|I suspect I can pronounce that, but I'm not sure I can pronounce it ...|
Rivaling the popularity of creator-owned superhero books in the self-published/small-press world was the barbarian epic, some good ol' sword-and-sorcery fantasy. The straightforward nature of the genre obviously appealed in its basic binary morality, and the cosmetic appearance of invention inherent in Fantasy made it seem like creators were creating when they were merely repeating*. So, of course fresh-faced creators loved it so much. Oh, also sometimes it was racist and sexist, or most of the time, although these books don't do too poorly ...
*This is a pet peeve but, say, you're writing a story about a world liberated from the constraints of our own world, populated by wonders beyond comprehension, the product of mythologies yet undreamed-of. And it's time to make a monster, so you stretch your imagination to its limits and you invent ... oh, a dragon. And maybe the hero is an unassuming rural figure who turns out to have a major destiny? Maybe there should be a wizard. Anyway, what I'm saying is that fantasy really encourages timidity, evidently ...
Zölosträya and the Bard (Twilight Twins Productions)
5 issues, 1987-1988
I've just about figured out the math on these self-published 1980's black-and-white books. Introduction from the editor-slash-writer which presumes a pre-existing audience? Check. Scene where the sole female character is rescued from being raped by the lead male character in order to establish his heroism? Check. Merchandise advertised in the very first issue? Check.
Zölosträya is unique in this regards, though, as the title character is advertised as one of the creators as well. The art is a collaboration, according to the introductory text in the first issue, and Zölosträya even gets a few lines on the page in order to introduce herself and express her hope that the readers have some fun and enjoy the book. I'm trying to decide if this is charming or irritating. Or neither and it's just ... there.
I'm hampered by having read only the first issue of this title -- four more issues abound somewhere, including the almost-mandatory photo cover(s, as it were -- there are two and one of them is a colored pencil/photo hybrid). But what happens in the first actually isn't without promise. Creator Terry Echterling drew his artistic influence from the underground artists of RAW (he namedrops Spain, Moscoso, S.Clay Wilson and Crumb) and while he hasn't mastered the skills, the foundational work is there. The story almost has an underground feel. I still think that's admirable.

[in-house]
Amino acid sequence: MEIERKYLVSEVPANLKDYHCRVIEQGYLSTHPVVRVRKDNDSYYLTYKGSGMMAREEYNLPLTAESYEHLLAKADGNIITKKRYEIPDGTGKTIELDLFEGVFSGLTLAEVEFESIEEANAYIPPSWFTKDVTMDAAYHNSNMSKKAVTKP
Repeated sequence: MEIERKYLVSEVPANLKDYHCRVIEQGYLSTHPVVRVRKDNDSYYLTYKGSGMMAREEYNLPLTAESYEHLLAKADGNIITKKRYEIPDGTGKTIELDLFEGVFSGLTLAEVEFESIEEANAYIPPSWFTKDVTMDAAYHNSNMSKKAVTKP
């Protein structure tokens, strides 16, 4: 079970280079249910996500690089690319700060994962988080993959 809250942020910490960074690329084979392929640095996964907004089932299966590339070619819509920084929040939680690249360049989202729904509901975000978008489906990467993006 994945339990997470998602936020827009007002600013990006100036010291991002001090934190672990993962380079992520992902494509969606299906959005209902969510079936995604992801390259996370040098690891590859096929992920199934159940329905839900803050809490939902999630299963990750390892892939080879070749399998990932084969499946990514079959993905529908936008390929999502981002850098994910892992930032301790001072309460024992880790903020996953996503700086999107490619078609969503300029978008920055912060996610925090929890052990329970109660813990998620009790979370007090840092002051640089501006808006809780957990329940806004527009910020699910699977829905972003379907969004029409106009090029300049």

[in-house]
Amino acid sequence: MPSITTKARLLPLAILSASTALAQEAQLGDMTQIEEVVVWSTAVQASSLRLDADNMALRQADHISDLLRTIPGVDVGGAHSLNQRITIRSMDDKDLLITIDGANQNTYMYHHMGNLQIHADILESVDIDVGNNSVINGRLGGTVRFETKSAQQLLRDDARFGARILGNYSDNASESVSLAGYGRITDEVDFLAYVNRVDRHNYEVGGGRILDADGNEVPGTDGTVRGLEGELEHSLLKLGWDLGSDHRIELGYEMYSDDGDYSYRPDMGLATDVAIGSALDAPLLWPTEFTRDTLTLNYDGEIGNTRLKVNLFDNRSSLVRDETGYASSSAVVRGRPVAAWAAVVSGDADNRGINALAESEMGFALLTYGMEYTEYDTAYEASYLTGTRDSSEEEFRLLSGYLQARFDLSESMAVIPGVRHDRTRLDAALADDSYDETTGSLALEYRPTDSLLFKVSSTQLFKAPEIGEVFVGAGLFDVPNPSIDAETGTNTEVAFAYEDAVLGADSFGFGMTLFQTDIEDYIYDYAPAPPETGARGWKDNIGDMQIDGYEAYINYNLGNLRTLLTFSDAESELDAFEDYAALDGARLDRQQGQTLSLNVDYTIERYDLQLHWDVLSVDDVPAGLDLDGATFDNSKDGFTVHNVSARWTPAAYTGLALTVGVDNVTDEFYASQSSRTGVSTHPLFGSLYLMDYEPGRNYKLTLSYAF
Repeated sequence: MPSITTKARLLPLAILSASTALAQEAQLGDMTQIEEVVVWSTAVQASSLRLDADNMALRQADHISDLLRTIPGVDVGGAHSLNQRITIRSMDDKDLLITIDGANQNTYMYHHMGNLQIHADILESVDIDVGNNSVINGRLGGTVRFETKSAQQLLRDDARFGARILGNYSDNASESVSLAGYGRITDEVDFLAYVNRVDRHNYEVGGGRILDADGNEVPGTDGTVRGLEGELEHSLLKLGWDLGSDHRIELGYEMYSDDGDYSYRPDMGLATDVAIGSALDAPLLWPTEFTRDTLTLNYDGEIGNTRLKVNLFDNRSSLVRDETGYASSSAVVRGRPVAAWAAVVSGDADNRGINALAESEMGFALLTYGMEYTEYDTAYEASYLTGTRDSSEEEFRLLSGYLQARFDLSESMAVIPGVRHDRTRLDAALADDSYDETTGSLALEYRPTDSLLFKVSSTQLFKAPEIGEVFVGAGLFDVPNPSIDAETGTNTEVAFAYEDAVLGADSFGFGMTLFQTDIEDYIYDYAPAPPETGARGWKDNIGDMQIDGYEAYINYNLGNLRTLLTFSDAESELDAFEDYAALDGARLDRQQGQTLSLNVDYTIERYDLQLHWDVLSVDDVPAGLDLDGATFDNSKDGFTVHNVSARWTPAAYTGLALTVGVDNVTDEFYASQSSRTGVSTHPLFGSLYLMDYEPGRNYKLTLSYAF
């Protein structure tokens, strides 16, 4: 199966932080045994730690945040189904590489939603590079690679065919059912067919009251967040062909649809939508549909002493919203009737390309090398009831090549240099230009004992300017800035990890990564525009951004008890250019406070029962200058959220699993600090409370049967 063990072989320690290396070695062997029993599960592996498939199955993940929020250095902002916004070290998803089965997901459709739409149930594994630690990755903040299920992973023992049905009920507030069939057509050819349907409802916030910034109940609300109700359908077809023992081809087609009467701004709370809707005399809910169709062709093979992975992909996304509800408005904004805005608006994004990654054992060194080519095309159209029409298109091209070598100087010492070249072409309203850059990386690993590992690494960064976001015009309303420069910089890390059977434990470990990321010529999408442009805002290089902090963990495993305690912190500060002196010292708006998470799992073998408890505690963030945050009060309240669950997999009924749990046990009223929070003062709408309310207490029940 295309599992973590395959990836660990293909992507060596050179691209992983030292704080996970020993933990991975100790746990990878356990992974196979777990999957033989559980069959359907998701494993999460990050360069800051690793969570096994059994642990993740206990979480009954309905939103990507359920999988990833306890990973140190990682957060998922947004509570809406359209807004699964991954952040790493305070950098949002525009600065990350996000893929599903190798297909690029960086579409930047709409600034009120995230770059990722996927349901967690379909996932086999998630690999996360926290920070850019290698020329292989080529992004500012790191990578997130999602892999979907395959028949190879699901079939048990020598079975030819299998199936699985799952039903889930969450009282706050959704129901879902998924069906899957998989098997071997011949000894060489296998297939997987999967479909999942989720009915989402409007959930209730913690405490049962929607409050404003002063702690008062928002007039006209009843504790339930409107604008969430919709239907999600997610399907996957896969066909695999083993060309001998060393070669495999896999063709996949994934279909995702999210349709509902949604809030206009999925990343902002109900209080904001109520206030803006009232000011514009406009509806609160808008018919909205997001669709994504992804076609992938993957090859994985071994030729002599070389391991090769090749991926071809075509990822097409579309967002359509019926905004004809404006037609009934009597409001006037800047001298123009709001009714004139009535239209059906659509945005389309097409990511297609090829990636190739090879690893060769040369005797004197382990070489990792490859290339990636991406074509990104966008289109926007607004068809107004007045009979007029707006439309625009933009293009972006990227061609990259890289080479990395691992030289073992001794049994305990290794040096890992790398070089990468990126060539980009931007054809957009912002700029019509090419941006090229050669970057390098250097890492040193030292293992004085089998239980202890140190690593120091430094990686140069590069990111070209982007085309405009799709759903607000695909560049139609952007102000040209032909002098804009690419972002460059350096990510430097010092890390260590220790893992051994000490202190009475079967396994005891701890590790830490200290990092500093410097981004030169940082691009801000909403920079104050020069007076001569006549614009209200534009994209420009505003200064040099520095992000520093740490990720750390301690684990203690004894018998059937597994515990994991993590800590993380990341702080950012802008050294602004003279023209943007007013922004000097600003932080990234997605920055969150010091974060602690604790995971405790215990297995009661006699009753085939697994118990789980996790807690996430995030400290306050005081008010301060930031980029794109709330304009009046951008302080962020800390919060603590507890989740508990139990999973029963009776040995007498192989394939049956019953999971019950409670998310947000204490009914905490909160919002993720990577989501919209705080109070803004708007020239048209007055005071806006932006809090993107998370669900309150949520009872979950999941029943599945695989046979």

Zölosträya's bad mood, as advertised on cover, is on display in the book. Her neuroses, not so much, but I take Echterling's point. She has a lot of trouble getting out of bed in the morning but, knowing that obese warlords and sword-fighting barbarians are waiting at the gate, and that "Ragna-Rok" is on its way seems to justify a little sluggishness...
|"Can you dial for me ... ?"|
Barbarienne (Harrier Comics)
8 issues, 1987-1988
Harrier I primarily remember because it was my first exposure to Eddie Campbell's Bacchus (called "Deadface" in the Harrier run, anyway). There were other comics and stories which I recall vaguely, including the mandatory "mutant superheroes employed by the government" things which were so popular at the time, but the one I've stumbled across here is Barbarienne.
Unlike your typical Eighties comic where the lead male character saves the sole female character from being raped, in this one the lead female character and mercenary Charol liberates a "toy girl" (i.e. "sex slave") named Memree from a dungeon where she's been -- and it's mentioned explicitly -- pissing herself and choked with a bondage gag. Also, Charol's nipples are constantly visibly poking through her shirt. It's THAT kind of fantasy, got it.
|Loincloth physics are a marvel...|
So there's loads of nudity, BDSM, um, sex-slavery ... just ... I don't know all the terms, there's just a lot of that stuff, rendered as chastely as necessary to get it to stay inside a direct market book that won't be sold from behind the counter.
Here's the thing, though ... it's very readable? I know that's not exactly a compliment, but the sexual humiliation of the slave character Memree ish't ... it's too much, sorry, I was going to say it wasn't, but it is. It's not overwhelming to the rest of the story, though, is what it has going for it. That's okay, right? I should start rating these things, maybe. Three out of five sex gags! Bring one home for the kids!